The four types of social media clients
This will likely be my most challenging post to date and one I have been debating about actually writing for a long time.
For more than six months now, we have been working with clients and non-clients who have expressed some level of interest in either learning more about or executing social media as part of their marketing mix. In that time we have found that most people (clients, potential clients, interested parties) usually fall into one of four categories. This post will identify those categories and how we at THP have met the challenges of each in our continuing journey to add social media into our public relations and marketing mix.
This post is meant to educate and not alienate. It is my sincere hope that anyone who sees themselves in these categories will take the descriptions in the manner in which they were intended. Here are the categories:
- The “Dismisser”: This is someone who has heard about social media but comes to the table with a personal or professional reason to dislike it. Either they have had a negative personal experience, are late adopters, or come from an organization that is built to dissuade the use of this type of communications. Usually that attitude comes from the C-level or from the IT department and makes it difficult for anyone to even consider including social media in the marketing mix.
- Solutions include a slow, steady approach. You cannot force something here. Spoon-feeding is critical. Show what can be done by using examples that have worked. Get started with small, achievable goals like getting them started on LinkedIn or with a personal Twitter account. Handholding is important here. Progress is slow, and not guaranteed but in many cases once you can exhibit success these folks can be turned into evangelists.
- The “ROIer”: We have great respect for folks who need to prove return on investment. It is something that PR folks have had to combat throughout history and very difficult to prove in social media, at least off the bat. In most cases, these folks also have limited social media knowledge (just seems to happen that way). The PR experience does help as we try to partner with them for mutually- agreeable opportunities.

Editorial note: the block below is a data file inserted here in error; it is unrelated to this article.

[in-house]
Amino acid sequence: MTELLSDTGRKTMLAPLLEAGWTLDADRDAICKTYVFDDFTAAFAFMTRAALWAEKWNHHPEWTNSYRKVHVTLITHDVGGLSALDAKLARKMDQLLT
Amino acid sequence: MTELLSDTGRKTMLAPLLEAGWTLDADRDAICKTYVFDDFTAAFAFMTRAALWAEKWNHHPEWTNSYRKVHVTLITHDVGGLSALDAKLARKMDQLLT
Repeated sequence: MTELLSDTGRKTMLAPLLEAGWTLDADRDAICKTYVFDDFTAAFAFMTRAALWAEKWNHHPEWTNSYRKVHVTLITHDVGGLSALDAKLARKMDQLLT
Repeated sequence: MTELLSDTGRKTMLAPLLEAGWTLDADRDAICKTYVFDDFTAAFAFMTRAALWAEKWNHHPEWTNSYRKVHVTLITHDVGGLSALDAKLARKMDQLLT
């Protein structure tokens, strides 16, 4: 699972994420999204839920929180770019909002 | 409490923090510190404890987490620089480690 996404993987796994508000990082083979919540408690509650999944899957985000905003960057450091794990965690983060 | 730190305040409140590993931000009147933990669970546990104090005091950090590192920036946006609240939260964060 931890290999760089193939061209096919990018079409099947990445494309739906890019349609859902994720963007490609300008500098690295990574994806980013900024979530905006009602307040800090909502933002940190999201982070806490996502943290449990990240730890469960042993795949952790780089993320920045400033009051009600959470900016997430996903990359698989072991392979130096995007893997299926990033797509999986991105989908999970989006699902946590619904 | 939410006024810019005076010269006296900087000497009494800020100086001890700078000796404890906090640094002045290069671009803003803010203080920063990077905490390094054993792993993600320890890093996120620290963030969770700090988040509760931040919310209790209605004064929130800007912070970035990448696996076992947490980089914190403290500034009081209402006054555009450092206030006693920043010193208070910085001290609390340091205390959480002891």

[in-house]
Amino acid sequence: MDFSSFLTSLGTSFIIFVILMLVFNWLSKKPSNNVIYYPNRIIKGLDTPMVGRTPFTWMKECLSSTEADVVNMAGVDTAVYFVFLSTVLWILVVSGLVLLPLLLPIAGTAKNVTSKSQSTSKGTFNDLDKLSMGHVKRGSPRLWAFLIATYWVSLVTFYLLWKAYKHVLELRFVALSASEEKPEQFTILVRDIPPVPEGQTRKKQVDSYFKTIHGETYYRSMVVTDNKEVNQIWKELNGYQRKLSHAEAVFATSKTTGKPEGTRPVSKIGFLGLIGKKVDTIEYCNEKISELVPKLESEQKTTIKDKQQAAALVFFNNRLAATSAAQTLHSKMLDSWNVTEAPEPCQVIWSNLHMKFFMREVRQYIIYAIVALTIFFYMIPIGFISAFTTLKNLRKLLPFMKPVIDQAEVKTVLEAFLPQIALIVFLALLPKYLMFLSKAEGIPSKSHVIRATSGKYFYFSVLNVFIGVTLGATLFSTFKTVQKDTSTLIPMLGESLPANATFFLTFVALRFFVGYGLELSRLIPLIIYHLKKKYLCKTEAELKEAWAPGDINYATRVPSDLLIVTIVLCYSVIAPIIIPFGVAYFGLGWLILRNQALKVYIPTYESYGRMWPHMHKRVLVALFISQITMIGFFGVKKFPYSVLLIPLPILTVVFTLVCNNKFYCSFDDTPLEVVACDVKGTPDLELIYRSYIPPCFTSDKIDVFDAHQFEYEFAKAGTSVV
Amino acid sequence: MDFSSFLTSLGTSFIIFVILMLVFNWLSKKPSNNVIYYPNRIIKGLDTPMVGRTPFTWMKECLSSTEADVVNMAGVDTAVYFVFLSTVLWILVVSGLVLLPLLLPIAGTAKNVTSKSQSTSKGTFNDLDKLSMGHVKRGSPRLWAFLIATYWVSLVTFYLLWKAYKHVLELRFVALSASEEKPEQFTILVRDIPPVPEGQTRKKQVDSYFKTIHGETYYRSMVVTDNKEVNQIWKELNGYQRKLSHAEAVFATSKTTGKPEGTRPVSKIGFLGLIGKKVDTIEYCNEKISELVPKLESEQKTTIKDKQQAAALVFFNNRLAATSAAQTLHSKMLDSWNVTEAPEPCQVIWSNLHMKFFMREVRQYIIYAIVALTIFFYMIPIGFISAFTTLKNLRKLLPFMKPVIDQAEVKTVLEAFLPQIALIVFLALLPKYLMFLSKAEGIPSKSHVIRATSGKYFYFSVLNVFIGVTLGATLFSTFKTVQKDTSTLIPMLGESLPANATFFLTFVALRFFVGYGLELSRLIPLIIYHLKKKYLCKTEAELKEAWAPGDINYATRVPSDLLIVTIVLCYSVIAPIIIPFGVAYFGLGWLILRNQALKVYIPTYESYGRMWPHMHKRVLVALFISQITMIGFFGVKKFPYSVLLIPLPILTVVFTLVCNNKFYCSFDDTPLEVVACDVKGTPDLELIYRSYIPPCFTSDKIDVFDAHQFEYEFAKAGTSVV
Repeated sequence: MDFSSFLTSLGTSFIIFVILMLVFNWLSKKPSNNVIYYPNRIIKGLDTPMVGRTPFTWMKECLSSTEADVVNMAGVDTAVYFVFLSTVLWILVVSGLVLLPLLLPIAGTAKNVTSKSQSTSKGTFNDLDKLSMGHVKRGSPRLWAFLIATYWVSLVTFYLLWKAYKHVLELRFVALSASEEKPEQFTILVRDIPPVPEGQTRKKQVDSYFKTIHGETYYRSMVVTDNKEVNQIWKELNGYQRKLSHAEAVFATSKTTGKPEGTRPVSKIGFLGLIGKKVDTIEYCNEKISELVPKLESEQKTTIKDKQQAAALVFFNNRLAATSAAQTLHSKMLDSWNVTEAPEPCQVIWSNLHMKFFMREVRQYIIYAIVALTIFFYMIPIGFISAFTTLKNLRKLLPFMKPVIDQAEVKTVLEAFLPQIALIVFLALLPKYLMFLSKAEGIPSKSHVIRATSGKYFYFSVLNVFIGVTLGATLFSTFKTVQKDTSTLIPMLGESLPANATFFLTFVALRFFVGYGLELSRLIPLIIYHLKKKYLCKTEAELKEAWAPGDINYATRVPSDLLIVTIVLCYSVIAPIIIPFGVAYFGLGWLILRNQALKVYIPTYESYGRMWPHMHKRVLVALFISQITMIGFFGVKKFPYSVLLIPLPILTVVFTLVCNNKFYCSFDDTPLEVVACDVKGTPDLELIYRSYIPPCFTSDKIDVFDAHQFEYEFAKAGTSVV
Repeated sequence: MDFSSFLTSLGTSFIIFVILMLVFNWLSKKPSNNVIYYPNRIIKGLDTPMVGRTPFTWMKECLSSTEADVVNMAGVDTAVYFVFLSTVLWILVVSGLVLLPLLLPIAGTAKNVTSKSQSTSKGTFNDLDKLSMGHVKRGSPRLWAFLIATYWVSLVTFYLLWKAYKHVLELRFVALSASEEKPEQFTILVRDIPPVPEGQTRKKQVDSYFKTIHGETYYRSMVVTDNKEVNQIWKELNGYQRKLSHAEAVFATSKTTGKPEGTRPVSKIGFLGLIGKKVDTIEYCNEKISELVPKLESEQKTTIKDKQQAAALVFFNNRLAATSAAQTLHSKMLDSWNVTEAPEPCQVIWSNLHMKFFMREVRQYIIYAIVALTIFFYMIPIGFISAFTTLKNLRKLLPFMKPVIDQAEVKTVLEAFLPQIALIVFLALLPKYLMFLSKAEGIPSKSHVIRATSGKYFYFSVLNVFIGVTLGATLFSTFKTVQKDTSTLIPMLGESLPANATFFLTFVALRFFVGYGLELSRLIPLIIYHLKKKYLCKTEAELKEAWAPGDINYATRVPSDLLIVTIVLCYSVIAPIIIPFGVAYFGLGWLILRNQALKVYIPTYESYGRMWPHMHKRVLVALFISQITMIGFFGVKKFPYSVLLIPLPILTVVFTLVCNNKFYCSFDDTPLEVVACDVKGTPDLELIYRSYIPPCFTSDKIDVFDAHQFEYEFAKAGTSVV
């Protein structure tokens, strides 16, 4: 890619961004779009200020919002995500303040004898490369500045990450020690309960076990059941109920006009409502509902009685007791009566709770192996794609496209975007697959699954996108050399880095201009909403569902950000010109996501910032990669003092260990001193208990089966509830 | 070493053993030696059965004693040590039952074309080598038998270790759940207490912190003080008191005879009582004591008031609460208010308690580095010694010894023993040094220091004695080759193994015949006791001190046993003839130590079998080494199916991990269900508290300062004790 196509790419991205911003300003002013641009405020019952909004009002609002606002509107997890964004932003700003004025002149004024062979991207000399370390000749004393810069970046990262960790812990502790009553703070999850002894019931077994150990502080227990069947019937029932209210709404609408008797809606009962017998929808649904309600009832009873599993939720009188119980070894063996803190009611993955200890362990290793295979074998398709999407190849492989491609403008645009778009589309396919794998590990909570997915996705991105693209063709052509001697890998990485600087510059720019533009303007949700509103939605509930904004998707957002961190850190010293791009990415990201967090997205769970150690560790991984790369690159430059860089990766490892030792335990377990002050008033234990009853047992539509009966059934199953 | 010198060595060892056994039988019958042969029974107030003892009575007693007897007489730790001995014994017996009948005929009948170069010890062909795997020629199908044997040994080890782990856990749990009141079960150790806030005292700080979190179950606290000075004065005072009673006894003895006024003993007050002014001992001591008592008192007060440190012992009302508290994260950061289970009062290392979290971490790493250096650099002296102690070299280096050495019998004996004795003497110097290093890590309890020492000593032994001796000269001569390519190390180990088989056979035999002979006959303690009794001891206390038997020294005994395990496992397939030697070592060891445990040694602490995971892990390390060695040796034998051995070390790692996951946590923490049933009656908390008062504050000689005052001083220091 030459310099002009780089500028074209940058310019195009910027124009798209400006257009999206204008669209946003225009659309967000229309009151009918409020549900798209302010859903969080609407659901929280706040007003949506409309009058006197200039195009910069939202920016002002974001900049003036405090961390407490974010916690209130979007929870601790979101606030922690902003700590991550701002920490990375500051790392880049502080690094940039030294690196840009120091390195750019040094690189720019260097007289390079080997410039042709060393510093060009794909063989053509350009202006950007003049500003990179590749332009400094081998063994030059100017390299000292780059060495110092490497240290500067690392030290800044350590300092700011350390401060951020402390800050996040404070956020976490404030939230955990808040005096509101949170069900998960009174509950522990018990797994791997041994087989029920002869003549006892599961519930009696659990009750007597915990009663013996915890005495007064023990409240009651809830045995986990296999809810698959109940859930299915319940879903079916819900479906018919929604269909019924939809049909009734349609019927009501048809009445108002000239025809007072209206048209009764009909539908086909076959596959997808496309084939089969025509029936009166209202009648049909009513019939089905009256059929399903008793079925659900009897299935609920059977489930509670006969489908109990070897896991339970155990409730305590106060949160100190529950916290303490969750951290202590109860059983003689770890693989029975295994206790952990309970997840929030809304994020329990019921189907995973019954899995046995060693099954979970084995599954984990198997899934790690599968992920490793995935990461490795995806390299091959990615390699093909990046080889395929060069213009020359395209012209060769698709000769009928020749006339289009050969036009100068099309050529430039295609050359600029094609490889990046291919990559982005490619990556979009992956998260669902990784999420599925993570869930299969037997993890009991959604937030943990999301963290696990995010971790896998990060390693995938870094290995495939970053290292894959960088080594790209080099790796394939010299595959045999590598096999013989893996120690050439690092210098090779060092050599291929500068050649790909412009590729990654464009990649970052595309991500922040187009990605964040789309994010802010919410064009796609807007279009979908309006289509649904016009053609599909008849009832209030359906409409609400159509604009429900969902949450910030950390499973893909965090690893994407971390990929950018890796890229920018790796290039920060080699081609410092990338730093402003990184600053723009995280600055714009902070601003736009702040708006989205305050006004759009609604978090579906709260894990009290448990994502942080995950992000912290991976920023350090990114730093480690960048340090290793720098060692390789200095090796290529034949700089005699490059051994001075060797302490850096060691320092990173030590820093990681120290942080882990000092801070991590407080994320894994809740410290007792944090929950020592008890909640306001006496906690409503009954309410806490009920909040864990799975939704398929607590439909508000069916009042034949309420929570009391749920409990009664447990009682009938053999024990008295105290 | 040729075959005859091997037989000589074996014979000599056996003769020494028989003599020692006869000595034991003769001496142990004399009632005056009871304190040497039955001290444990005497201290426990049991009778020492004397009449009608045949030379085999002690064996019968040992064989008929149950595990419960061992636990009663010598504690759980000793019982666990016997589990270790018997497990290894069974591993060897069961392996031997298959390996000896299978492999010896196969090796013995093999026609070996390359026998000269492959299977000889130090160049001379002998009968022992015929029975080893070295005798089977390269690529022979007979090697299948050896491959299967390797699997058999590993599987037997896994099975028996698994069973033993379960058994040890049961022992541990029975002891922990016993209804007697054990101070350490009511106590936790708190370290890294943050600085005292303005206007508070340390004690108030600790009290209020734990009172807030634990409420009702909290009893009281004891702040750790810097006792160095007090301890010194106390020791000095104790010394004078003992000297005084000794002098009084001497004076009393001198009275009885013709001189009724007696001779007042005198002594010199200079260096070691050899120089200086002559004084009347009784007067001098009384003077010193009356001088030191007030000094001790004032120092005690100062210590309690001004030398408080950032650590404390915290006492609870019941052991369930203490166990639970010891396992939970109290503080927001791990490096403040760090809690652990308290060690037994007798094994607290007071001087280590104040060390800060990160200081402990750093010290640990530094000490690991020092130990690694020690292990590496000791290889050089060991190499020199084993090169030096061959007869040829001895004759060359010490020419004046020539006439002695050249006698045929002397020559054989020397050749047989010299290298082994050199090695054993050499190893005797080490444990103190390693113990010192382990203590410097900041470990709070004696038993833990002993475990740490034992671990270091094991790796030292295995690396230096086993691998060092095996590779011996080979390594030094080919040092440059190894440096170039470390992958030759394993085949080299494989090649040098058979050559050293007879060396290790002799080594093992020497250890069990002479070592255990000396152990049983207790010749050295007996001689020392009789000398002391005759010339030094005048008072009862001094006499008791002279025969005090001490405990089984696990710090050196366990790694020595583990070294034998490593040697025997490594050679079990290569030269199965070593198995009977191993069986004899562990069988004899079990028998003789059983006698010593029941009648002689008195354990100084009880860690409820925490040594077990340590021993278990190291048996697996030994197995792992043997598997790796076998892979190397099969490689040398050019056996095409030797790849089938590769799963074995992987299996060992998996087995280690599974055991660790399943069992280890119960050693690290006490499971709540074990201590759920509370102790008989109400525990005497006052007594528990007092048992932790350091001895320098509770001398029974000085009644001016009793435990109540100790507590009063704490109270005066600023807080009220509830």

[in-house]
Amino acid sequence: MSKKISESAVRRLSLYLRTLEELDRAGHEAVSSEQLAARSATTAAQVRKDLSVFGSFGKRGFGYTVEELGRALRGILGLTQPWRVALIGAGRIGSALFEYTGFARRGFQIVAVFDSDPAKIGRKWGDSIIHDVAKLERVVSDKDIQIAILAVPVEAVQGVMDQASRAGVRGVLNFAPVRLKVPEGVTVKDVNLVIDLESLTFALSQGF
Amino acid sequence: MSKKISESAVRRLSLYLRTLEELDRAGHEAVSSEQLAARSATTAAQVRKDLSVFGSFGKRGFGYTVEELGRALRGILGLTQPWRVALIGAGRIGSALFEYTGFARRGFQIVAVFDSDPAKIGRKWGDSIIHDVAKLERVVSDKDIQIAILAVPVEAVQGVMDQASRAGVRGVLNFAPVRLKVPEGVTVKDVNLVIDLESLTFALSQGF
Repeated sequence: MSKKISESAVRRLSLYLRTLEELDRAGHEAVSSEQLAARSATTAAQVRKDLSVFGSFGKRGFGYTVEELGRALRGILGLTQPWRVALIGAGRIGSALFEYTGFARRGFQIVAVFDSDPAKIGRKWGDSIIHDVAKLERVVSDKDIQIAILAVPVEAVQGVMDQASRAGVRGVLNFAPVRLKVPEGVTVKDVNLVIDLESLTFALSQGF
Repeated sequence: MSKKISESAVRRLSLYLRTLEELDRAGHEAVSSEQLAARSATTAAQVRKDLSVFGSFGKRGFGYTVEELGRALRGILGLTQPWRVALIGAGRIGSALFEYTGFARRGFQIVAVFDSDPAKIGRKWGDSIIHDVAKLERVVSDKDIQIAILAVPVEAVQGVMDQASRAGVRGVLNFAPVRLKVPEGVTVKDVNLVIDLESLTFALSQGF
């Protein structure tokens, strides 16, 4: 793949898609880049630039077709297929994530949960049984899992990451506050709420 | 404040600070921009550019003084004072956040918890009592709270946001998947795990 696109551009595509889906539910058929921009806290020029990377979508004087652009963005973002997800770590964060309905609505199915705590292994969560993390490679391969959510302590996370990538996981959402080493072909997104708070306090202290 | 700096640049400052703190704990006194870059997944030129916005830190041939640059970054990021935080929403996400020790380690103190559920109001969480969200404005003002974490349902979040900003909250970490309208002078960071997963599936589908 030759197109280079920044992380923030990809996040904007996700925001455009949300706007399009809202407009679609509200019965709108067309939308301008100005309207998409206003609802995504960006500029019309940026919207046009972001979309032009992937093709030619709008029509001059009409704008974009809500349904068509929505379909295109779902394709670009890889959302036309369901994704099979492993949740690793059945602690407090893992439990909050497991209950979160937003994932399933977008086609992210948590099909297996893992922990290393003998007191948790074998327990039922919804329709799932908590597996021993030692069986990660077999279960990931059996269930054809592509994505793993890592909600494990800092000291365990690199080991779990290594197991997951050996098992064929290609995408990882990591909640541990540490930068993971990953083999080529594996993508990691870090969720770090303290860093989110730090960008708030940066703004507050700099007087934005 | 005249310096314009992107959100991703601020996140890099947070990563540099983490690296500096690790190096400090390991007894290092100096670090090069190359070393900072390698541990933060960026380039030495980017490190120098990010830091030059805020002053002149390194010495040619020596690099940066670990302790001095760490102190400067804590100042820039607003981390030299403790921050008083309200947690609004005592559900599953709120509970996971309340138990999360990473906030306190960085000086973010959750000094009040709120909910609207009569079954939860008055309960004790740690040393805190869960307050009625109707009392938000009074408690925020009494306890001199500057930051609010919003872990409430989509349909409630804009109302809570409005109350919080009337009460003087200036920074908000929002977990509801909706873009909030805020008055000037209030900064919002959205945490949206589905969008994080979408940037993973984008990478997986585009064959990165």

- The best solution here is a well-thought-out plan with extremely well-defined goals and outcomes. These goals should not immediately be tied to ROI things like traffic or money but things more social media-friendly like community building and engagement. Keep your initial time frames here short as well so you can adjust with the person on the other side of the table. Eventually both you and he/she will become more comfortable with the medium and you will be able to meet in the middle on the question of ROI.
- The “Gets it’: This is someone who is already engaged in social media on a personal level or professional level and needs a knowledgeable partner to help them produce and manage the social media program at their organization. On the surface, this is the best scenario, but….
- As with all social media programs, the challenge is the ongoing content or “feeding the monster.” Sometimes while the person gets it, the organization might not be able to provide enough robust content in a timely manner to satisfy both them and you. Ironically, patience is key here on both sides to make sure you can maintain “your” end of the conversation.
- The “Rock and Roller”: This is the “Gets it” on steroids. They are usually an early adopter in their personal life, so much so that once you steer them in the right direction, they will take things and run with it themselves.
- Your tendency here is to pull them back in either for monetary gain or because you are worried that they might go off track. That is likely a mistake. Your best bet here is to let them go and experiment. They are going to do it anyway. It helps to checking in with them on a regular basis if they are interested. This will help steer them in the right direction. The truth is you can likely learn some things from their experimentation as well.
For any clients that self-identified in this post and require an apology. I’m sorry. We all have and will continue to learn a great deal together.
There are likely other “categories” that folks can identify. Please feel free to share them with your comments.